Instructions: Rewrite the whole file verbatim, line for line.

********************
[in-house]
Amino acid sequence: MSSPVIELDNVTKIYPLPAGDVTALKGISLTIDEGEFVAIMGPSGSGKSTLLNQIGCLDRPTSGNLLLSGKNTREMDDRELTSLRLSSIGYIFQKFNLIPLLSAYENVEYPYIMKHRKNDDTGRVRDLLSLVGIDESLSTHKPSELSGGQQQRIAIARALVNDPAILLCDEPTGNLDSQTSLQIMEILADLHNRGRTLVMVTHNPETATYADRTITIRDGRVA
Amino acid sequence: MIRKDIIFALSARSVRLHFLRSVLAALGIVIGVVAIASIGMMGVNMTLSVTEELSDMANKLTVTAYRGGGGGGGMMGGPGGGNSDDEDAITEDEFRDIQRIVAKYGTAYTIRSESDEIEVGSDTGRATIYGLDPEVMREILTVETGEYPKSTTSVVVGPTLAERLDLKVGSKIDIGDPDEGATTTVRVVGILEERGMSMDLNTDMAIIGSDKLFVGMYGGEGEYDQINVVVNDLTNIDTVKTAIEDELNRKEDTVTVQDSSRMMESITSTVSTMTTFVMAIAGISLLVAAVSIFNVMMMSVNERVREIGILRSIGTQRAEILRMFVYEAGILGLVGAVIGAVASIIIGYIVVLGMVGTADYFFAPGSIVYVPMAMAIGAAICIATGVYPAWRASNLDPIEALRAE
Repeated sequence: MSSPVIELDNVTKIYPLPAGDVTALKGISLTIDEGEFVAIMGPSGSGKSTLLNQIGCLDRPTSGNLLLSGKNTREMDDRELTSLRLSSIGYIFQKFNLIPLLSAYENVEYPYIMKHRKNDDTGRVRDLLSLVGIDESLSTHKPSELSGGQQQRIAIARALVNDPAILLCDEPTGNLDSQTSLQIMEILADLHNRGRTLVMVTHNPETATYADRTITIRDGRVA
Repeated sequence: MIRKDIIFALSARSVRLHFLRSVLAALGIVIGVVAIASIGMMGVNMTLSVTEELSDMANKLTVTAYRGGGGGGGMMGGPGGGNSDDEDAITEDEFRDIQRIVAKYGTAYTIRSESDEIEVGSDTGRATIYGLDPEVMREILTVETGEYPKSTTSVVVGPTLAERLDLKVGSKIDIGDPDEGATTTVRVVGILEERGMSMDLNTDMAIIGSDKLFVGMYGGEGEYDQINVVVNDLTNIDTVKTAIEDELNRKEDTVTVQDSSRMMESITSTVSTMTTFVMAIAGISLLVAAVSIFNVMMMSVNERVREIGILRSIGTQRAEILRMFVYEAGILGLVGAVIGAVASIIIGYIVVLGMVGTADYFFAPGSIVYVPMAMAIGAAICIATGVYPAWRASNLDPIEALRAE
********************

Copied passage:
[in-house]
Amino acid sequence: MSSPVIELDNVTKIYPLPAGDVTALKGISLTIDEGEFVAIMGPSGSGKSTLLNQIGCLDRPTSGNLLLSGKNTREMDDRELTSLRLSSIGYIFQKFNLIPLLSAYENVEYPYIMKHRKNDDTGRVRDLLSLVGIDESLSTHKPSELSGGQQQRIAIARALVNDPAILLCDEPTGNLDSQTSLQIMEILADLHNRGRTLVMVTHNPETATYADRTITIRDGRVA
Amino acid sequence: MIRKDIIFALSARSVRLHFLRSVLAALGIVIGVVAIASIGMMGVNMTLSVTEELSDMANKLTVTAYRGGGGGGGMMGGPGGGNSDDEDAITEDEFRDIQRIVAKYGTAYTIRSESDEIEVGSDTGRATIYGLDPEVMREILTVETGEYPKSTTSVVVGPTLAERLDLKVGSKIDIGDPDEGATTTVRVVGILEERGMSMDLNTDMAIIGSDKLFVGMYGGEGEYDQINVVVNDLTNIDTVKTAIEDELNRKEDTVTVQDSSRMMESITSTVSTMTTFVMAIAGISLLVAAVSIFNVMMMSVNERVREIGILRSIGTQRAEILRMFVYEAGILGLVGAVIGAVASIIIGYIVVLGMVGTADYFFAPGSIVYVPMAMAIGAAICIATGVYPAWRASNLDPIEALRAE
Repeated sequence: MSSPVIELDNVTKIYPLPAGDVTALKGISLTIDEGEFVAIMGPSGSGKSTLLNQIGCLDRPTSGNLLLSGKNTREMDDRELTSLRLSSIGYIFQKFNLIPLLSAYENVEYPYIMKHRKNDDTGRVRDLLSLVGIDESLSTHKPSELSGGQQQRIAIARALVNDPAILLCDEPTGNLDSQTSLQIMEILADLHNRGRTLVMVTHNPETATYADRTITIRDGRVA
Repeated sequence: MIRKDIIFALSARSVRLHFLRSVLAALGIVIGVVAIASIGMMGVNMTLSVTEELSDMANKLTVTAYRGGGGGGGMMGGPGGGNSDDEDAITEDEFRDIQRIVAKYGTAYTIRSESDEIEVGSDTGRATIYGLDPEVMREILTVETGEYPKSTTSVVVGPTLAERLDLKVGSKIDIGDPDEGATTTVRVVGILEERGMSMDLNTDMAIIGSDKLFVGMYGGEGEYDQINVVVNDLTNIDTVKTAIEDELNRKEDTVTVQDSSRMMESITSTVSTMTTFVMAIAGISLLVAAVSIFNVMMMSVNERVREIGILRSIGTQRAEILRMFVYEAGILGLVGAVIGAVASIIIGYIVVLGMVGTADYFFAPGSIVYVPMAMAIGAAICIATGVYPAWRASNLDPIEALRAE